Paul

lokthelok

Paul__B,
Thanks for that suggestion. They look like a nice chip, I'll have to use them in version 2!

PaulRB,
All of the Serial.print() are in an if statement relying on a debug variable being true. That variable is false because I don't want the debug unless having issues. I have also tried with Serial removed to get the following and it is still slow.

Code: [Select]
//Worded Clock - Static Test patterns

int latchPin = 5; //74H Pin 12 TLC Pin 4 (13 to GND always)
int clockPin = 6; //74H Pin 11 TLC Pin 3
int dataPin = 4;  //74H Pin 14 TLC Pin 2

int scan[] = {0x1,0x2,0x4,0x8,0x10,0x20,0x40,0x80,0x100,0x200,0x400};
int pat0[] = {0x2AA,0x155,0x2AA,0x155,0x2AA,0x155,0x2AA,0x155,0x2AA,0x155,0x2AA,0x155,0x2AA,0x155,0x2AA,0x155,0x2AA,0x155,0x2AA,0x155,0x2AA};
int pat1[] = {0x155,0x2AA,0x155,0x2AA,0x155,0x2AA,0x155,0x2AA,0x155,0x2AA};

int hz = 1000;
boolean debug = false;

int TLC = 0;
int SR = 0;
int sr = 0;
byte reg0 = 0;
byte reg1 = 0;
byte reg2 = 0;
byte reg3 = 0;

unsigned int iteration;
int offset = 0;

int hours;
int minutes;
int seconds;

void setup()
{
  pinMode(latchPin, OUTPUT);
  pinMode(dataPin, OUTPUT); 
  pinMode(clockPin, OUTPUT);
  updateShiftRegister();
}

void loop()
{
  sr += 1;
  if(sr > 10) {
    sr = 0;
  }
  SR = scan[sr];
  for(int i=0;i<10;i++) {
    TLC = pat0[sr + offset ];
    //delay(1000/hz);
    updateShiftRegister();
    iteration += 1;
  }
  if(iteration > 1000) {
    iteration = 0;
    offset += 1;
    if(offset > 1) {
      offset = 0;
    }
  }
}

void updateShiftRegister()
{
  //LED Driver Registers
  for(int a=8;a<16;a++) {
    if(bitRead(TLC, a)) {
      bitSet(reg0, -a+15);
    }
    else {
      bitClear(reg0, -a+15);
    }
  }
  for(int a=0;a<8;a++) {
    if(bitRead(TLC, a)) {
      bitSet(reg1, -a+7);
    }
    else {
      bitClear(reg1, -a+7);
    }
  }
 
  //Shift Registers
  for(int a=8;a<16;a++) {
    if(bitRead(SR, a)) {
      bitSet(reg2, -a+15);
    }
    else {
      bitClear(reg2, -a+15);
    }
  }
  for(int a=0;a<8;a++) {
    if(bitRead(SR, a)) {
      bitSet(reg3, -a+7);
    }
    else {
      bitClear(reg3, -a+7);
    }
  }
  digitalWrite(latchPin, LOW);
  shiftOut(dataPin, clockPin, LSBFIRST, reg0);
  shiftOut(dataPin, clockPin, LSBFIRST, reg1);
  shiftOut(dataPin, clockPin, LSBFIRST, reg2);
  shiftOut(dataPin, clockPin, LSBFIRST, reg3);
  digitalWrite(latchPin, HIGH);
}


-lokthelok

PaulRB

Well, i could suggest a few speed improvements, but i don't think they would have a dramatic effect. Nothing in that code looks like it should be too slow, so now i am wondering why you say it is.

When you say you are using a stopwatch to measure something and it is 23Hz, how can you do that? 23Hz is almost too fast to see, let alone count. So how and what exactly are you measuring?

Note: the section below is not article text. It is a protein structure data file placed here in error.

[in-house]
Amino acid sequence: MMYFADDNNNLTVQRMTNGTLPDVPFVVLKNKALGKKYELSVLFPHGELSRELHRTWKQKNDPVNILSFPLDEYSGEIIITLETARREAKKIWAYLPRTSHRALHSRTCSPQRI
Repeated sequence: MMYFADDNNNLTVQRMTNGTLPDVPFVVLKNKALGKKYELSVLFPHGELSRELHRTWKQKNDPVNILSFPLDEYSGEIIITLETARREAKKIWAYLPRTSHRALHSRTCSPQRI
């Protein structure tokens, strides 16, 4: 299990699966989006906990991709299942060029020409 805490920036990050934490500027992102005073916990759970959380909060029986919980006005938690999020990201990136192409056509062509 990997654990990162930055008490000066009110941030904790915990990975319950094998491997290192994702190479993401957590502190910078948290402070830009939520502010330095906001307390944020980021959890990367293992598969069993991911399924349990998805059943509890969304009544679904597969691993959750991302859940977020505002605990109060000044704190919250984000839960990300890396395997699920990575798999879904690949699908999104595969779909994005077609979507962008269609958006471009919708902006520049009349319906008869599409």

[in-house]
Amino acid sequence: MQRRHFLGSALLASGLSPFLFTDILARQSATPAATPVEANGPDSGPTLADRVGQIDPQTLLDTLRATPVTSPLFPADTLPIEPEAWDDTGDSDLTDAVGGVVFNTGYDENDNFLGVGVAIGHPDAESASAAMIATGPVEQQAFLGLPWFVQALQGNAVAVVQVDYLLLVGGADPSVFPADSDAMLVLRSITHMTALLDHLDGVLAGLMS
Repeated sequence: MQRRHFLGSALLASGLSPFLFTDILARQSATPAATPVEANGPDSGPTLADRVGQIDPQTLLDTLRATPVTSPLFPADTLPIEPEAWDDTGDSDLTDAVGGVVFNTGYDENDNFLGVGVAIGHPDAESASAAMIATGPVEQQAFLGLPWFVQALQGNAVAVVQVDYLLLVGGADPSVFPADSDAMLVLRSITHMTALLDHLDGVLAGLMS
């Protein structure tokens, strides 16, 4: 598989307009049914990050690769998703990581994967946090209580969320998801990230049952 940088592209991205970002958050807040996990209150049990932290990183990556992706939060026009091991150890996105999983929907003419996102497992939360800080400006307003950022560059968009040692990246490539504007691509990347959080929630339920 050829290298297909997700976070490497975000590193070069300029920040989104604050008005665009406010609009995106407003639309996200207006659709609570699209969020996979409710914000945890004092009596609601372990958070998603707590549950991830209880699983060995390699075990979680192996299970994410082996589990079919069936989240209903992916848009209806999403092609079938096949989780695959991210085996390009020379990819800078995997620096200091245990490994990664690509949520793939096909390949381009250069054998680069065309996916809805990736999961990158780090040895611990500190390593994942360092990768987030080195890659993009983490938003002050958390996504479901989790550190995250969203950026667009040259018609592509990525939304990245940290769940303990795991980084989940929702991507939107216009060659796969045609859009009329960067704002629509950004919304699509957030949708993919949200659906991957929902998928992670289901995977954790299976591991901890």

lokthelok

To measure the frequency, I simply had it show one pattern for 10 (or 100 I can't remember) refreshes, then switch to another pattern, then back. I counted 10 or so patterns, knowing how many refreshes were in each pattern and timing the 10 or so pattern changes, then divided it out. Then to double check, wrote a little program in Processing to refresh at 23Hz flashing black and white just to check it looked right.

PaulRB

#6
Dec 15, 2015, 08:01 am Last Edit: Dec 15, 2015, 08:04 am by PaulRB
Well, i suspect it is running a lot faster than you think it is. But I can't quite see why at the moment. The code is a little difficult to follow in parts. Are you timing that last version of the sketch you posted, exactly as shown?

Looking at updateShiftRegisters(), it appears you are reversing the bit order before sending the data out? Why not use shiftOut(..., MSBFIRST) instead? You can use highByte() and lowByte() to split an int into two bytes.

lokthelok

#7
Dec 19, 2015, 01:46 pm Last Edit: Dec 19, 2015, 01:52 pm by lokthelok
I am 99% sure the code above is what I used for timing.

Thankyou for your suggestions, things like lowByte and highByte are so useful to find out! I have taken your advice on board but the display was still flashing quite visibly.

I rewrote the part in loop to be as simple as I could thing of off the top of my head. And now it works fine!!!! I'm not going to bother picking apart the other code to find the problem part. Thankyou all for your help! Finally my proof of concept works!

Code: [Select]
void loop()
{
  it ++;
  if(it > 1000) {y = !y; it = 0;}
  x += 1;
  if(x > 10) x = 0;
  SR = scan[x];
  TLC = pat0[x+y];
  updateShiftRegister();
}


Here it is switching between two patterns.

lokthelok

#8
Dec 19, 2015, 03:33 pm Last Edit: Dec 19, 2015, 03:38 pm by lokthelok
Got it working and set this up to make me feel better about all the work that is left (Real time clock, word picking based on time). It's looking good!


Go Up